Initiative Overload?

It is not enough to be busy, so are the ants. The question is: What are we busy about? Henry David Thoreau

Teachers are feeling overwhelmed by the number of initiatives their schools and districts are enforcing. We would just need to take one look at teacher inboxes, lessons, and professional development schedules to know they are being asked (usually with good intentions) to try this and try that. They are experiencing what I call Initiative Overload.

The following YouTube video is one teacher’s comical venting of these frustrations. As of today, it has had over 180,000 views with comments such as, “I can relate to this! This is what goes on in my building.”

As teachers, we have all felt like the teacher from the video. I think about the time I entered a middle school social studies classroom. The teacher nervously picked up a clipboard from his desk that was housing a rainbow of papers, each color coding the different initiatives his school had adopted. He began flipping through the stack and looked up to ask, “Who do you represent?” He had created checklists for all the stuff he was being asked to implement and was trying to be organized and conscientious. He was trying to be compliant and practice best practice. However, he was overwhelmed by the different directions he was being asked to take his teaching practice.

Don’t get me wrong. I honestly believe school systems are attempting to fix the areas that need fixing. Funds are set aside to address differentiation, formative and summative assessments, literacy, RTI, standards, rigor and relevance…The list is ongoing and the exhaustion occurs when there are so many separate initiatives happening at the same time that teachers don’t have the time to go deep in learning and implementation.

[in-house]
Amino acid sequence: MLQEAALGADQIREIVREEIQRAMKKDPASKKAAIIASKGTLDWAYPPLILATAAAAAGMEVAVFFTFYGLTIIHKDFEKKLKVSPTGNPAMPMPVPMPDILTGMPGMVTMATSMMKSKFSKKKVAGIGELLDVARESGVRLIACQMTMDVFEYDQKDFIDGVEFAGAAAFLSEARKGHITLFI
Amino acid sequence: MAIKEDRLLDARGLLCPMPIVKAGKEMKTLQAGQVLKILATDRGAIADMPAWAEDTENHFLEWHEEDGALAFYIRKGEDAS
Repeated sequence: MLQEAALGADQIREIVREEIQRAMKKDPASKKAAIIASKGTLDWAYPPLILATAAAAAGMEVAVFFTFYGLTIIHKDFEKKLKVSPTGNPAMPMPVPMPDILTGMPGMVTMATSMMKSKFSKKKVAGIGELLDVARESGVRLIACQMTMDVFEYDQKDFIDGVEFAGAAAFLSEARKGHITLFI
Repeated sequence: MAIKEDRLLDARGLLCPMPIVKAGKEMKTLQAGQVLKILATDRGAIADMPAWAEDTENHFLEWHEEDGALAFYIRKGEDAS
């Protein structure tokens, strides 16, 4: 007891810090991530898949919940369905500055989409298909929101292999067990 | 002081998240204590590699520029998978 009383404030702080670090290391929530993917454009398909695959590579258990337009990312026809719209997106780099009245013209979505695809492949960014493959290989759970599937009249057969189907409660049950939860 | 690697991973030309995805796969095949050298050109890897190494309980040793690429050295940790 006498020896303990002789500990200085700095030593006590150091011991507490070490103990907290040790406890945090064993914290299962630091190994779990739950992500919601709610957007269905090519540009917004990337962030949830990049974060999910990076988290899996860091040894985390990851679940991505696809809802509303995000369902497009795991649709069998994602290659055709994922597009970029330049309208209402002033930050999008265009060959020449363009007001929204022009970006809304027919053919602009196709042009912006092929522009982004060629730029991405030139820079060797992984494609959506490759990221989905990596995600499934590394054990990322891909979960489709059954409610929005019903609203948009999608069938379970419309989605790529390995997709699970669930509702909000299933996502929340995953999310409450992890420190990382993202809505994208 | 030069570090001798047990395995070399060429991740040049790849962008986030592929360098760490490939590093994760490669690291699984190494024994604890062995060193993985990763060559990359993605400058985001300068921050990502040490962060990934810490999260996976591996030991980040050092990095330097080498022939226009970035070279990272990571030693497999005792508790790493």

Just like the middle school social studies teacher, teachers have a difficult time finding the common thread between all the initiatives. They exist as separate missions in the minds of the teachers. As the computer generated teacher notes to her principal, “You are just randomally dropping educational sounding words because they were on a chart you saw in your last meeting.”

Some suggestions to move in this direction are

  • Quit trying to implement all the new and flashy. As a team, department, school or district, focus on one or two initiatives to focus financial and time resources.
  • Support teachers in implementing these one or two initiatives. Designate time for  intentional and collaborative planning. Make accomodations for teachers to attend professional development, buy educational resources, and observe classroom teachers.
  • Hold teachers accountable to implementation. In order to do this, administrators need to be well-versed in the language of the initiative and look for evidence in lesson plans, classroom practice, observations, student artifacts, and walk-throughs.

So let’s move beyond the whining stage. Let’s arrive at a place where we are busy in our classrooms and our professions but feel satisfied with the work we are doing.

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